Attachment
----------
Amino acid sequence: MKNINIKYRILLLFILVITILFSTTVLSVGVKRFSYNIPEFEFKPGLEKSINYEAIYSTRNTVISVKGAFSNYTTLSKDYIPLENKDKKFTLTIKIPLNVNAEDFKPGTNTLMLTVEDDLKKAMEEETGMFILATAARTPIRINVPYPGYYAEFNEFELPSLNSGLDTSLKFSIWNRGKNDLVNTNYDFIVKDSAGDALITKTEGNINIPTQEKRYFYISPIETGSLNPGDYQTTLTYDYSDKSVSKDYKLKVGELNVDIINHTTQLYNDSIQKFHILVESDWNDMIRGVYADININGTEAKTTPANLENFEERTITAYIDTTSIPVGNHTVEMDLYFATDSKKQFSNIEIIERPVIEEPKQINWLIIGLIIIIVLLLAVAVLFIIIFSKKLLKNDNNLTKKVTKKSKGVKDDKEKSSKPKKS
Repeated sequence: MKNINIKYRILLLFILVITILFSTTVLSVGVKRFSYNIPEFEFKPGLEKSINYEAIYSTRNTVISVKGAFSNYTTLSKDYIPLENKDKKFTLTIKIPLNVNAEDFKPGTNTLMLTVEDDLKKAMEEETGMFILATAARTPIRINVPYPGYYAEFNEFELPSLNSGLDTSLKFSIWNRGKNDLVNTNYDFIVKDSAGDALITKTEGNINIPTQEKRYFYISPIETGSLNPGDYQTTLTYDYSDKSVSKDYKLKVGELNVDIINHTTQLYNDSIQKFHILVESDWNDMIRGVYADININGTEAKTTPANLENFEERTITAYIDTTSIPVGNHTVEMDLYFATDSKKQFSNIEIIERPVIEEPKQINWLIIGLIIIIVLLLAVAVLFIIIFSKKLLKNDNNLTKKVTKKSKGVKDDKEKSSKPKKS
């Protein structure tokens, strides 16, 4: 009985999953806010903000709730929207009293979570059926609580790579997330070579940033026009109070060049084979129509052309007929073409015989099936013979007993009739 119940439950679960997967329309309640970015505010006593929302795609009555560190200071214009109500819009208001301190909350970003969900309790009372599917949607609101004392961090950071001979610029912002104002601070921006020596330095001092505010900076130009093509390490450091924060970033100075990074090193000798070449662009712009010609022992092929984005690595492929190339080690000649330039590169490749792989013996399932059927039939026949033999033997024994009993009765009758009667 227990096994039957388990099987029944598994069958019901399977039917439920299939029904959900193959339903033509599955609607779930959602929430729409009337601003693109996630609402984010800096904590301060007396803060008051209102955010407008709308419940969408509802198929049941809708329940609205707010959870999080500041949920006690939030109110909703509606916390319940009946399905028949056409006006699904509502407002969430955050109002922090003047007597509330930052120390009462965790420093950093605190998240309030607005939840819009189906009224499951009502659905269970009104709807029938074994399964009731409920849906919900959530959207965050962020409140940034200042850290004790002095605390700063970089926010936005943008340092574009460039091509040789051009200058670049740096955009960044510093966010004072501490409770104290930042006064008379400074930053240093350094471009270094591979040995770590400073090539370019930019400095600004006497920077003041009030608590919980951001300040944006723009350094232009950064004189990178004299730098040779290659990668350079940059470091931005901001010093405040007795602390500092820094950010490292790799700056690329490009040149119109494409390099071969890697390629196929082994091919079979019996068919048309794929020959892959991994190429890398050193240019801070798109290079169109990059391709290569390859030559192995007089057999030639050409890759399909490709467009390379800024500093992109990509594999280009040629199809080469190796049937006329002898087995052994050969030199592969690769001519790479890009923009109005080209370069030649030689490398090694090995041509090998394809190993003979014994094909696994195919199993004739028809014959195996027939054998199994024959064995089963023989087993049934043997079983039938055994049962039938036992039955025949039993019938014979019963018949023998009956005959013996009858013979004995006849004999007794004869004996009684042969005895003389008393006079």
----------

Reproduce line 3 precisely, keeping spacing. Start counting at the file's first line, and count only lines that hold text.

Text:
């Protein structure tokens, strides 16, 4: 009985999953806010903000709730929207009293979570059926609580790579997330070579940033026009109070060049084979129509052309007929073409015989099936013979007993009739 119940439950679960997967329309309640970015505010006593929302795609009555560190200071214009109500819009208001301190909350970003969900309790009372599917949607609101004392961090950071001979610029912002104002601070921006020596330095001092505010900076130009093509390490450091924060970033100075990074090193000798070449662009712009010609022992092929984005690595492929190339080690000649330039590169490749792989013996399932059927039939026949033999033997024994009993009765009758009667 227990096994039957388990099987029944598994069958019901399977039917439920299939029904959900193959339903033509599955609607779930959602929430729409009337601003693109996630609402984010800096904590301060007396803060008051209102955010407008709308419940969408509802198929049941809708329940609205707010959870999080500041949920006690939030109110909703509606916390319940009946399905028949056409006006699904509502407002969430955050109002922090003047007597509330930052120390009462965790420093950093605190998240309030607005939840819009189906009224499951009502659905269970009104709807029938074994399964009731409920849906919900959530959207965050962020409140940034200042850290004790002095605390700063970089926010936005943008340092574009460039091509040789051009200058670049740096955009960044510093966010004072501490409770104290930042006064008379400074930053240093350094471009270094591979040995770590400073090539370019930019400095600004006497920077003041009030608590919980951001300040944006723009350094232009950064004189990178004299730098040779290659990668350079940059470091931005901001010093405040007795602390500092820094950010490292790799700056690329490009040149119109494409390099071969890697390629196929082994091919079979019996068919048309794929020959892959991994190429890398050193240019801070798109290079169109990059391709290569390859030559192995007089057999030639050409890759399909490709467009390379800024500093992109990509594999280009040629199809080469190796049937006329002898087995052994050969030199592969690769001519790479890009923009109005080209370069030649030689490398090694090995041509090998394809190993003979014994094909696994195919199993004739028809014959195996027939054998199994024959064995089963023989087993049934043997079983039938055994049962039938036992039955025949039993019938014979019963018949023998009956005959013996009858013979004995006849004999007794004869004996009684042969005895003389008393006079």